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KF is actually a mixture of a deterministic state propagator and a statistical estimator. Despite it's name including the term filter, Kalman filter is not a simple frequency selective one. It's indeed a statistical recursive estimator of a state of a (linear) dynamic system. Yet on a broader sense it's called as a filter as it will separate a desired ...

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With your edit it becomes clear that you've modeled your problem incorrectly: While the offending signal appears shortly with a frequency of 50 Hz, that is by no means the frequency content of the interference! (also, your filter isn't well-designed, probably too short, judging from the impulse response it displays, to filter out 50 Hz) You'll find that ...

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This is a really nice problem. Problem Formulation I will formulate it as following: Let $x \in \mathbb{R}^{n}$ be a signal. Given $y \in \mathbb{R}^{n}$ which is a noisy measurement of $x$ such that $y = x + v$ and $z$ be a noisy measurement of the derivative of $x$ such that $z = F x + w$ where $F$ is the finite differences operator. ...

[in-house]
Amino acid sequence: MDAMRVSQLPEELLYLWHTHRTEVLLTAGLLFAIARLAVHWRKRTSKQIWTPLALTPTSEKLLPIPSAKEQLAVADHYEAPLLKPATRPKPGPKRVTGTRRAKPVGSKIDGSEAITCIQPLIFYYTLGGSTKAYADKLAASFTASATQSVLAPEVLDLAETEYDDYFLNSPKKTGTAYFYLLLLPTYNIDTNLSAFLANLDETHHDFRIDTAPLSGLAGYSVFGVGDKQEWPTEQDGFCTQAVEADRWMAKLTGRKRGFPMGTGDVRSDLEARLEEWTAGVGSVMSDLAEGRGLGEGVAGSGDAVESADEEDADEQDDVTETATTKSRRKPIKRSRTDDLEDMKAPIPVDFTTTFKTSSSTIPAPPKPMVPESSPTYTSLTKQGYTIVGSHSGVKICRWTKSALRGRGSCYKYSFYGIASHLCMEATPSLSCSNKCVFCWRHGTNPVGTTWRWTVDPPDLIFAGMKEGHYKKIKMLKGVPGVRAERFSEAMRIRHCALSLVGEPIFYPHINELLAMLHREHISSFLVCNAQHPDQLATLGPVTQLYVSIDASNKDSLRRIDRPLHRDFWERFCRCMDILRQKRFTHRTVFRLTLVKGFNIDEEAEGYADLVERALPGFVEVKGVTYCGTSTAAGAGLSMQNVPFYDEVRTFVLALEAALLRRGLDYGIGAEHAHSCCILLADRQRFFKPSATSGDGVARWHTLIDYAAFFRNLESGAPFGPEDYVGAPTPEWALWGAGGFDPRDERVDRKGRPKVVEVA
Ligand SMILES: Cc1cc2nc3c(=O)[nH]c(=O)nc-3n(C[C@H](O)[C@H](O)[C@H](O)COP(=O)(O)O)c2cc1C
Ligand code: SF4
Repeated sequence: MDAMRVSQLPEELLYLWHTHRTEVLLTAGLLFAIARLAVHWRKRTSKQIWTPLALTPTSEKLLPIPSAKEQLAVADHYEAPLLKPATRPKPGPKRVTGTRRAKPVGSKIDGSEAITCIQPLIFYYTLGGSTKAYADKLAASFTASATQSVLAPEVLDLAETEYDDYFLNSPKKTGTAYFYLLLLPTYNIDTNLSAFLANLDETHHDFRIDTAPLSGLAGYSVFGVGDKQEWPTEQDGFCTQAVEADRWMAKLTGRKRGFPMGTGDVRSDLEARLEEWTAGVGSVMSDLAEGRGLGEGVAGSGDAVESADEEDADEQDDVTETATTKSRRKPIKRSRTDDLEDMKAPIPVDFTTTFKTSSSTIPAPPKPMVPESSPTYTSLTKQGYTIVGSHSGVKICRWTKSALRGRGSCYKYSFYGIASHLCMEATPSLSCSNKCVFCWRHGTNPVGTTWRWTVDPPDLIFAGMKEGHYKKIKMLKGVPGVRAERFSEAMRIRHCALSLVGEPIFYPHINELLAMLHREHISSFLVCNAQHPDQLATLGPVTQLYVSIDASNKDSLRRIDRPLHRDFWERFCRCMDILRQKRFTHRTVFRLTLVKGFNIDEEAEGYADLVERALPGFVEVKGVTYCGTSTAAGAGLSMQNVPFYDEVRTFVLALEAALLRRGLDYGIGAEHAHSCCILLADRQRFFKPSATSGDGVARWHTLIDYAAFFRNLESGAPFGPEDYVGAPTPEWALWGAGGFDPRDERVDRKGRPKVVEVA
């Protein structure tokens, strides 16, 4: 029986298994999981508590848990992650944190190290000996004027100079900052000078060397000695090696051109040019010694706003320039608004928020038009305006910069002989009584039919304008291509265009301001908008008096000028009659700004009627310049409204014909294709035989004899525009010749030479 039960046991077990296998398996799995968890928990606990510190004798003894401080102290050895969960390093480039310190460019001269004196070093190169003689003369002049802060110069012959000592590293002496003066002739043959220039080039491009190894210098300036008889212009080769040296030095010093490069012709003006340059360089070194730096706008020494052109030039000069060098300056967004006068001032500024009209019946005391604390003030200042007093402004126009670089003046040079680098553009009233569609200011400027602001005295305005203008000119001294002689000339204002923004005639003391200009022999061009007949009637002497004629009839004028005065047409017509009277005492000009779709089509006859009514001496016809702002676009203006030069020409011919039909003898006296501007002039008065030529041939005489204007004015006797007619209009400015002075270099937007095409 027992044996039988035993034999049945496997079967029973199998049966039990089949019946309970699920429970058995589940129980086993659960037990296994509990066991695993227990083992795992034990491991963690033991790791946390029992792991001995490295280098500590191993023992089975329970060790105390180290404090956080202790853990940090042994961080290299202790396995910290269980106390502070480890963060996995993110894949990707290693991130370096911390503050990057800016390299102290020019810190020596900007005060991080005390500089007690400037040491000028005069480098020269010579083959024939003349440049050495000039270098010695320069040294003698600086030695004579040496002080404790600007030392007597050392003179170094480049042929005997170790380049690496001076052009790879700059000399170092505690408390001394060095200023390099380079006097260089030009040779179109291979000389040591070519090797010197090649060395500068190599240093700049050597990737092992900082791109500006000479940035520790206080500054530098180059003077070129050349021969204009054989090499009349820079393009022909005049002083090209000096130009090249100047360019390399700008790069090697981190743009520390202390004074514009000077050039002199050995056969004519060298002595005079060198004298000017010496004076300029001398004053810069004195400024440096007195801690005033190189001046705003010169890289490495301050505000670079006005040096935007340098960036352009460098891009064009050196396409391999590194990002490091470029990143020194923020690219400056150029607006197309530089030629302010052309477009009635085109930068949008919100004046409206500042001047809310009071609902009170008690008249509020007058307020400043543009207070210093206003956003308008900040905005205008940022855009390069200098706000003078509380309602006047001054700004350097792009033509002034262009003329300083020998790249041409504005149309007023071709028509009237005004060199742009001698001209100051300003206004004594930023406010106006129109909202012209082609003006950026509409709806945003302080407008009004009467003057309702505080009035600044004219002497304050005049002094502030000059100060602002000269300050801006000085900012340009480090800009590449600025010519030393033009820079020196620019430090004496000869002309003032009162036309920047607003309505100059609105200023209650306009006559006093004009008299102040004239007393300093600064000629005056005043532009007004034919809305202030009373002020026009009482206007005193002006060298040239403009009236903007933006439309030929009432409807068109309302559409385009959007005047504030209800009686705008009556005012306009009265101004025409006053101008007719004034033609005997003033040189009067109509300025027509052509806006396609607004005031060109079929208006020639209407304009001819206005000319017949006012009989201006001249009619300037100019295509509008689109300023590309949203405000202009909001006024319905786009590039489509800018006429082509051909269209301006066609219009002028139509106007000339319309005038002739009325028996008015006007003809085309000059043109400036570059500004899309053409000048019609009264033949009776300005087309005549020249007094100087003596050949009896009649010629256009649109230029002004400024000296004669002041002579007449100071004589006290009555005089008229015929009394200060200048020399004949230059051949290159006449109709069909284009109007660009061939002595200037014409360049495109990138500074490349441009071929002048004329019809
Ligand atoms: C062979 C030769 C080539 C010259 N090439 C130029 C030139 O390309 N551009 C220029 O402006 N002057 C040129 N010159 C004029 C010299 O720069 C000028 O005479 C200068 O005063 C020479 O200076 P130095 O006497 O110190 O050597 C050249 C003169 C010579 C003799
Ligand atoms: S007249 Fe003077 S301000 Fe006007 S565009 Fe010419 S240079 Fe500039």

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The mass-spring-damper combination is an LTI system described by the following continuous-time linear differential equation $$\ddot{x} = - \frac{k}{m} x - \frac{b}{m} \dot{x} + \frac{1}{m} u$$ where $u$ is the deterministic input force (N), $k$ is the spring constant (N/m) and $b$ is the damping coefficient (N.s/m). Assuming two states as the position ... 2 The main reason why your Kalman filter is not working is because you are not converting lat and lon values to kms. In the code below, I defined a new function called lat_lon_posx_posy which converts lat and lon values to px and py values in mts. You will need to make the following changes to your code. Include the following function import utm def ... 2 A resistance isn’t a particularly dynamic state, should be an unknown constant, but you might have a bin of resistors where they might vary. Taking one “randomly” out the bin makes it a random variable. The bin of resistors will have a mean value, so perhaps that mean constitutes a state variable. Perhaps someone starts putting resistors in the bin from a ... 2 Perhaps an analogy might be constructive. Consider a submarine commander with a fat tanker in the cross hairs of his periscope. He needs to shoot his torpedoes, not at where the target is now, but at some place where the torpedo will intersect with the target. A skilled commander will have knowledge about how fast or slow the tanker can go. knowledge ... 2 If you add an accelerometer to the project, a Kalman filter can give a good estimation of vertical speed. With only a barometric sensor, I don't think it's possible to reduce the lag below 1 second. import numpy as np import matplotlib.pyplot as plt import random from filterpy.kalman import KalmanFilter from filterpy.common import Q_discrete_white_noise ... 1 That depends on how many of the accelerometer parameters (mostly drift and misalignment) you're trying to estimate. If the IMU and the 'extra' accelerometer were in perfect alignment (and if their statistics are Gaussian), then the optimal combination of their outputs would be a simple weighted sum:\vec {\hat a} = k_1 \vec a_1 + k_2 \vec a_2$where (... 1 Simple Description Imagine you're in a car that is traveling at 70MPH with cruise control. Because the cruise control isn't perfect, your actual speed might vary slightly. This imperfection is called "process noise". Now lets also imagine the car is being tracked using GPS. Because GPS isn't perfect, there will be some noise in the sensor reading. This ... 1 See: What is the relationship between a Kalman filter and polynomial regression? In over-simplified form, eyeball a line though a cloud of data samples, look where that line might point one sample into the future; and, when you get a new sample check, how good that estimate might have been; then redo, but optimize for a lot less arithmetic per step. A ... 1 You can model your system as a linear time varying, where only the measurement matrix$H_kvaries in time \begin{align} x_{k+1} &= F\,x_k, \\ y_k &= H_k\,x_k. \end{align} Namely in your case you can considery_k^i=H^i\,x_k$($i$is just an index, not a power) to be the output of the$i$th sensor. So at a time$k$when only sensor 1 is active you ... 1 The authors cite this work in their response to the review: Zhao H, Lu L. Adaptive recursive algorithm with logarithmic transformation for nonlinear system identification in α-stable noise [J]. Digital Signal Processing, 2015:S1051200415002535. They take their inspiration from equation (14):$J_p(n)=\sum_{i=1}^n \lambda^{n-1} \cdot \log^p (1+|e(i)|...